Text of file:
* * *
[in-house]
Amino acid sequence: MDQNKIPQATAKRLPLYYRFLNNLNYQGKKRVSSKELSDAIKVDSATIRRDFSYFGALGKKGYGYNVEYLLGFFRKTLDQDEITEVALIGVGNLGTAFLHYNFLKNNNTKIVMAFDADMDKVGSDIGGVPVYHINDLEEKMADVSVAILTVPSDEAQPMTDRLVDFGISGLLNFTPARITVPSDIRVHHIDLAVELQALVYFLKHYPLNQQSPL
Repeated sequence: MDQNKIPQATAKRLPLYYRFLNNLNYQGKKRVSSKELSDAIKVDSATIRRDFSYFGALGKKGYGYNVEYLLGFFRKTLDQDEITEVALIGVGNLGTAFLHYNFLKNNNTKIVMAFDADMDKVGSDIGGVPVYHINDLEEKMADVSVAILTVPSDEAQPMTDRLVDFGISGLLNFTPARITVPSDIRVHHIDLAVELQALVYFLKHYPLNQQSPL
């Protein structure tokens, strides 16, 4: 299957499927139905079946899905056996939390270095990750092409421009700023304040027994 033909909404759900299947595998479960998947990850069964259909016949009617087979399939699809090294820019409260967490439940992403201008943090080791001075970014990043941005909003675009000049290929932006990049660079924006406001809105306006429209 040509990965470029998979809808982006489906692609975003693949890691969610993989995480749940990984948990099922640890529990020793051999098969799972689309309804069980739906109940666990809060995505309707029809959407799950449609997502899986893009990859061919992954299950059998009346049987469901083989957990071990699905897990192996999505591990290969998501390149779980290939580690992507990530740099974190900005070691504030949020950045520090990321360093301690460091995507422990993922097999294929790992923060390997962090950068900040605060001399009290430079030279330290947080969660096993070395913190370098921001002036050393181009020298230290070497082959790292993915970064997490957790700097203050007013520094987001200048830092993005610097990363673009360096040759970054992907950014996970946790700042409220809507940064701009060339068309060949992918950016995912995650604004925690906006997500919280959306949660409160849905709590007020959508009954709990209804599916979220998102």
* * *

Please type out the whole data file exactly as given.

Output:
[in-house]
Amino acid sequence: MDQNKIPQATAKRLPLYYRFLNNLNYQGKKRVSSKELSDAIKVDSATIRRDFSYFGALGKKGYGYNVEYLLGFFRKTLDQDEITEVALIGVGNLGTAFLHYNFLKNNNTKIVMAFDADMDKVGSDIGGVPVYHINDLEEKMADVSVAILTVPSDEAQPMTDRLVDFGISGLLNFTPARITVPSDIRVHHIDLAVELQALVYFLKHYPLNQQSPL
Repeated sequence: MDQNKIPQATAKRLPLYYRFLNNLNYQGKKRVSSKELSDAIKVDSATIRRDFSYFGALGKKGYGYNVEYLLGFFRKTLDQDEITEVALIGVGNLGTAFLHYNFLKNNNTKIVMAFDADMDKVGSDIGGVPVYHINDLEEKMADVSVAILTVPSDEAQPMTDRLVDFGISGLLNFTPARITVPSDIRVHHIDLAVELQALVYFLKHYPLNQQSPL
């Protein structure tokens, strides 16, 4: 299957499927139905079946899905056996939390270095990750092409421009700023304040027994 033909909404759900299947595998479960998947990850069964259909016949009617087979399939699809090294820019409260967490439940992403201008943090080791001075970014990043941005909003675009000049290929932006990049660079924006406001809105306006429209 040509990965470029998979809808982006489906692609975003693949890691969610993989995480749940990984948990099922640890529990020793051999098969799972689309309804069980739906109940666990809060995505309707029809959407799950449609997502899986893009990859061919992954299950059998009346049987469901083989957990071990699905897990192996999505591990290969998501390149779980290939580690992507990530740099974190900005070691504030949020950045520090990321360093301690460091995507422990993922097999294929790992923060390997962090950068900040605060001399009290430079030279330290947080969660096993070395913190370098921001002036050393181009020298230290070497082959790292993915970064997490957790700097203050007013520094987001200048830092993005610097990363673009360096040759970054992907950014996970946790700042409220809507940064701009060339068309060949992918950016995912995650604004925690906006997500919280959306949660409160849905709590007020959508009954709990209804599916979220998102």